Despite the girls being almost grown-up now, they still enjoy the treasure hunt for their Easter basket. However, other Easter traditions which used to be part of our celebrations, like colouring eggs or making Easter crafts have lost their attraction for them. Sometimes, you need to give your family traditions an overhaul. While traditions provide a sense of belonging and create lasting memories, they must be altered to keep up with changes in the family. After all, traditions are supposed to serve our family, not keep us stuck in the past. Flexible traditions enhance the family sense.

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What about blended families? What can they do to enjoy those first holidays as a newly formed family? A key is to be willing to modify your rituals to suit your new bonus family. It is a fine line to walk between keeping some of the old traditions for your own children to give them a sense of continuation and opening up to embracing new traditions to welcome new members to the family. Sometimes we tend to make it all about the younger members of the family and we forget the feelings of the older ones. The result could be that the older children learn that they and their needs don’t matter as much.

Somebody told me a childhood Easter story which is a prime example that we learn limiting beliefs about ourselves and the world during those precious holiday experiences. He is the oldest son with two much younger half-siblings. One Easter, after both his siblings had been born, he was excited to find many Easter treats. When he proudly brought his basket filled with his goodies back inside, he was presented with a letter from the Easter Bunny, telling him that from now on he would have to share every Easter egg with his baby siblings.

As much as I can appreciate the parent’s attempt to teach the son the values of sharing, this child also learned destructive beliefs like “I can never get ahead in life.” “When I have had a success it will be taken away.” “I don’t deserve to be successful.” “Why do I even bother to put any effort in?”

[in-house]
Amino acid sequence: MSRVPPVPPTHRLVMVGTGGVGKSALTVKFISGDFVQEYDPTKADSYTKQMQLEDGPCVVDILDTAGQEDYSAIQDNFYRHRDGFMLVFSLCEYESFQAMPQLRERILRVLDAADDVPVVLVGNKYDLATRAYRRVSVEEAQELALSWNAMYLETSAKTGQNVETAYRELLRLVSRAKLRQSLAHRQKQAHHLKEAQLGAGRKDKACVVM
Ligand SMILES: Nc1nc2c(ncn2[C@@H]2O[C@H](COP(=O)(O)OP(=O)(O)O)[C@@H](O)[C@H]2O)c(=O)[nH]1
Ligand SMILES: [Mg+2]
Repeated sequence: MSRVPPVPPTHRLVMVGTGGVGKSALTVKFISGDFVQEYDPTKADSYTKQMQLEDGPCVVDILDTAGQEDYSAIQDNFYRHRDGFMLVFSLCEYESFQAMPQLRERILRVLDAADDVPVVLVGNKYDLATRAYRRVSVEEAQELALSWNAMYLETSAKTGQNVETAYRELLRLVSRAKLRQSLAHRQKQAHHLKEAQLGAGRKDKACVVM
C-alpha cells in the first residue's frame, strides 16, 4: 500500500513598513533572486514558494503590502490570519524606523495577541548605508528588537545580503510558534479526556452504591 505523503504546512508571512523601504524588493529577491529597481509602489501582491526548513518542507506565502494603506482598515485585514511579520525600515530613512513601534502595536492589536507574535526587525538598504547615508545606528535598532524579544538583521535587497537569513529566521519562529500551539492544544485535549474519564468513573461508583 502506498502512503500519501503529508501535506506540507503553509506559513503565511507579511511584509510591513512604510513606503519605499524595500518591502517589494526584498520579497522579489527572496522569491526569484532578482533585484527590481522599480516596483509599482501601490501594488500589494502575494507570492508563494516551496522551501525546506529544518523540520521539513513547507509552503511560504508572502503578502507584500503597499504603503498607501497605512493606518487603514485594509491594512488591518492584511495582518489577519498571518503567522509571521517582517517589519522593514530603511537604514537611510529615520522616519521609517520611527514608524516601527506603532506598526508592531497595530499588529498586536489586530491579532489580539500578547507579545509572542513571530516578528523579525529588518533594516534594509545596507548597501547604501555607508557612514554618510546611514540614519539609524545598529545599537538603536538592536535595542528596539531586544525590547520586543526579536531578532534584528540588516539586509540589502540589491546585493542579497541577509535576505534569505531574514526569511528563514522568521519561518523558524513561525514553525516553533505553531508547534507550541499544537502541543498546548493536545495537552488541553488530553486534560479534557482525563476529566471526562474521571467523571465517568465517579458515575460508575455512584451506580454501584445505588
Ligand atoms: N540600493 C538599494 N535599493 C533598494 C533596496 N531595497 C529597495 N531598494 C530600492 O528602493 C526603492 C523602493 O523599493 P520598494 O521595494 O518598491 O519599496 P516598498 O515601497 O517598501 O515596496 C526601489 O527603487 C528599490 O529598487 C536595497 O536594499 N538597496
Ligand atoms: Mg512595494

Obviously, one experience like this does not teach us lifelong limiting beliefs about ourselves. Most people have repeatedly been taught certain beliefs. The parents in this example could have avoided the sobering experience, had they from the start explained that from now on, the Easter Bunny was bringing three times as many treats for all the children and that he, as the oldest, would for now have the important job to find all the eggs. He could have learned that there is enough for everybody, that he deserves good things and he could have felt proud of taking care of others.

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Wishing all of you, your families and children of all ages a

HAPPY EASTER!

Angelika

The Phoenix Conspiracy

Would you read a thriller? Would you read a spiritual book? How about a spiritual thriller? Doesn’t exist? Yes, it does.

Accompany hypnotist John Phoenix as he meets Shelley and comes across mysterious cases of alien abduction in his hypnosis practice. Who is Shelley? Are these abductions real? If there are really aliens among us, what are they like? And what does the military have to do with all of this? The deeper John becomes involved in this mystery, the more dangerous and unpredictable his life becomes.

The Phoenix Conspiracy is a spiritual thriller that blends mystery, suspense, romance and military intrigue with spiritual principles and quantum physics. It is truly captivating and keeps you hooked until the very last page, as you are swept up in an adventure that leaves you contemplating the truth of our existence and what we don’t know yet. It has you wondering if the story is indeed fact or fiction.

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Brian Alexander’s novel also has the power to infuse the reader with the desire to want to make positive changes on our planet. Brian says that he wrote this book for people who are already spiritually interested but even more so for those who are not yet asking questions about how they can be part of the changes towards a more conscious society.

My friend Karen brought the book home and placed it on her night table. Here is her testimonial of what happened:

My husband saw my copy of Brian’s book ‘The Phoenix Conspiracy’ and asked to read it. He could not put it down! From the moment he started the book, I have noticed a considerable change. He has become more positive, more in tune with the energy around him, and started tapping into his own energy.

He just finished the book this morning and said ‘I’ve NEVER had a book affect me this way…Brian is my new hero!’”

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If you are interested in a copy of this fabulous thriller which paints a hopeful and encouraging picture of our future, contact me for a copy.

Angelika

905-286-9466

greendoorrelaxation@yahoo.ca